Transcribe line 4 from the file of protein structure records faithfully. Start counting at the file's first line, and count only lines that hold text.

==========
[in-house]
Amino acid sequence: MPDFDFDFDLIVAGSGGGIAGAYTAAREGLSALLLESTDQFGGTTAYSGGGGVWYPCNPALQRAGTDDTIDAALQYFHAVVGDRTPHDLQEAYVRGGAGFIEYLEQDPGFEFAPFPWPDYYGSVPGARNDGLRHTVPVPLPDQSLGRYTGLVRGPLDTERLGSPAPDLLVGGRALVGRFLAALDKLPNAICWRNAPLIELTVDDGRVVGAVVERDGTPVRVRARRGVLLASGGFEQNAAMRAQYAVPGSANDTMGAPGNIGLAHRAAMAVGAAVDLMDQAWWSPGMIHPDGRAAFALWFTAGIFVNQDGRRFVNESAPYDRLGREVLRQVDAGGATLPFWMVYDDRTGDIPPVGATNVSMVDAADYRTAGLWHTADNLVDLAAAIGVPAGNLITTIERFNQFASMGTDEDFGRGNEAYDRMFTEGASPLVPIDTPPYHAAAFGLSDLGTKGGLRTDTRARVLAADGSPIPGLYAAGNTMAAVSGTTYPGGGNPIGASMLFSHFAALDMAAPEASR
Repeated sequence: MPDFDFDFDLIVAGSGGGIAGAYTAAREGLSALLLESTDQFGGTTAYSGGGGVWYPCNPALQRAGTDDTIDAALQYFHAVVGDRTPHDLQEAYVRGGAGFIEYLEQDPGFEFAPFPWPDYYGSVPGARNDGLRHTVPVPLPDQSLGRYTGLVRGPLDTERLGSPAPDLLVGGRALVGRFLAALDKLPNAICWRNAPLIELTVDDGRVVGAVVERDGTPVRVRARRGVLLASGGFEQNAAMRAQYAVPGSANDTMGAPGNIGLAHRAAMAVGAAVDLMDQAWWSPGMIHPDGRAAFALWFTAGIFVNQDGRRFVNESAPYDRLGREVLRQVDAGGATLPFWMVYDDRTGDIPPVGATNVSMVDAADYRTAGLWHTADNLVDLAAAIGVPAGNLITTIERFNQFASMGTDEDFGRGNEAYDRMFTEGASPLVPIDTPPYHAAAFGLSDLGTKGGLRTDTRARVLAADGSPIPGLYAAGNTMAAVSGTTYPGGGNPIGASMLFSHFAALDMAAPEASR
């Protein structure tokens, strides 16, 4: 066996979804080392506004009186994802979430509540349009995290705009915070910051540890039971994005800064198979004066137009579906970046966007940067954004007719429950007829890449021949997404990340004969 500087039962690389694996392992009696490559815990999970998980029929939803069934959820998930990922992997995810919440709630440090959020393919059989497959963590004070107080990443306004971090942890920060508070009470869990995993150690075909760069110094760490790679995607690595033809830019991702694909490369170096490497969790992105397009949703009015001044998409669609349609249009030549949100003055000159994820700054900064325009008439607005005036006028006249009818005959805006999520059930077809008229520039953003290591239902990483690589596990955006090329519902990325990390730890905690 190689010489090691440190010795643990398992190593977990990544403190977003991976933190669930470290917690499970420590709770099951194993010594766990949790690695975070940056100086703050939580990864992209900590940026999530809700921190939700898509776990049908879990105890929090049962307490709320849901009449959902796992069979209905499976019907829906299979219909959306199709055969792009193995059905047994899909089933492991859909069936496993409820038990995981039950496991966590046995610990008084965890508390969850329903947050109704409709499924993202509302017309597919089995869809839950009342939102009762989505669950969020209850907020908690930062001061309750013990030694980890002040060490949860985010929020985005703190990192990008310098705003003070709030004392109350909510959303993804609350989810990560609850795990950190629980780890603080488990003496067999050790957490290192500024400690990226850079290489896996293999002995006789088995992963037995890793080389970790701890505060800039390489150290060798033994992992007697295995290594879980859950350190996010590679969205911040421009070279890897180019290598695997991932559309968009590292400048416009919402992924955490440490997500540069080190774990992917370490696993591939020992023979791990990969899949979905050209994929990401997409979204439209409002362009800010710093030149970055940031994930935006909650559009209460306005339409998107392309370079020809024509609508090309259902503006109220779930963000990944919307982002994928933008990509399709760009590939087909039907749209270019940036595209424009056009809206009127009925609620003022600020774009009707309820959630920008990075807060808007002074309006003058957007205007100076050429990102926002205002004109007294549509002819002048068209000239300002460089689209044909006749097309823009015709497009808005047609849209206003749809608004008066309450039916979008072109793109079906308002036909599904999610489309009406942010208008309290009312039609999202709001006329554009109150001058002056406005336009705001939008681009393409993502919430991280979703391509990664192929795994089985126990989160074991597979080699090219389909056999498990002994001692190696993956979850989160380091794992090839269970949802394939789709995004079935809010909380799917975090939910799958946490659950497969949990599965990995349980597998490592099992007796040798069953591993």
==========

């Protein structure tokens, strides 16, 4: 066996979804080392506004009186994802979430509540349009995290705009915070910051540890039971994005800064198979004066137009579906970046966007940067954004007719429950007829890449021949997404990340004969 500087039962690389694996392992009696490559815990999970998980029929939803069934959820998930990922992997995810919440709630440090959020393919059989497959963590004070107080990443306004971090942890920060508070009470869990995993150690075909760069110094760490790679995607690595033809830019991702694909490369170096490497969790992105397009949703009015001044998409669609349609249009030549949100003055000159994820700054900064325009008439607005005036006028006249009818005959805006999520059930077809008229520039953003290591239902990483690589596990955006090329519902990325990390730890905690 190689010489090691440190010795643990398992190593977990990544403190977003991976933190669930470290917690499970420590709770099951194993010594766990949790690695975070940056100086703050939580990864992209900590940026999530809700921190939700898509776990049908879990105890929090049962307490709320849901009449959902796992069979209905499976019907829906299979219909959306199709055969792009193995059905047994899909089933492991859909069936496993409820038990995981039950496991966590046995610990008084965890508390969850329903947050109704409709499924993202509302017309597919089995869809839950009342939102009762989505669950969020209850907020908690930062001061309750013990030694980890002040060490949860985010929020985005703190990192990008310098705003003070709030004392109350909510959303993804609350989810990560609850795990950190629980780890603080488990003496067999050790957490290192500024400690990226850079290489896996293999002995006789088995992963037995890793080389970790701890505060800039390489150290060798033994992992007697295995290594879980859950350190996010590679969205911040421009070279890897180019290598695997991932559309968009590292400048416009919402992924955490440490997500540069080190774990992917370490696993591939020992023979791990990969899949979905050209994929990401997409979204439209409002362009800010710093030149970055940031994930935006909650559009209460306005339409998107392309370079020809024509609508090309259902503006109220779930963000990944919307982002994928933008990509399709760009590939087909039907749209270019940036595209424009056009809206009127009925609620003022600020774009009707309820959630920008990075807060808007002074309006003058957007205007100076050429990102926002205002004109007294549509002819002048068209000239300002460089689209044909006749097309823009015709497009808005047609849209206003749809608004008066309450039916979008072109793109079906308002036909599904999610489309009406942010208008309290009312039609999202709001006329554009109150001058002056406005336009705001939008681009393409993502919430991280979703391509990664192929795994089985126990989160074991597979080699090219389909056999498990002994001692190696993956979850989160380091794992090839269970949802394939789709995004079935809010909380799917975090939910799958946490659950497969949990599965990995349980597998490592099992007796040798069953591993």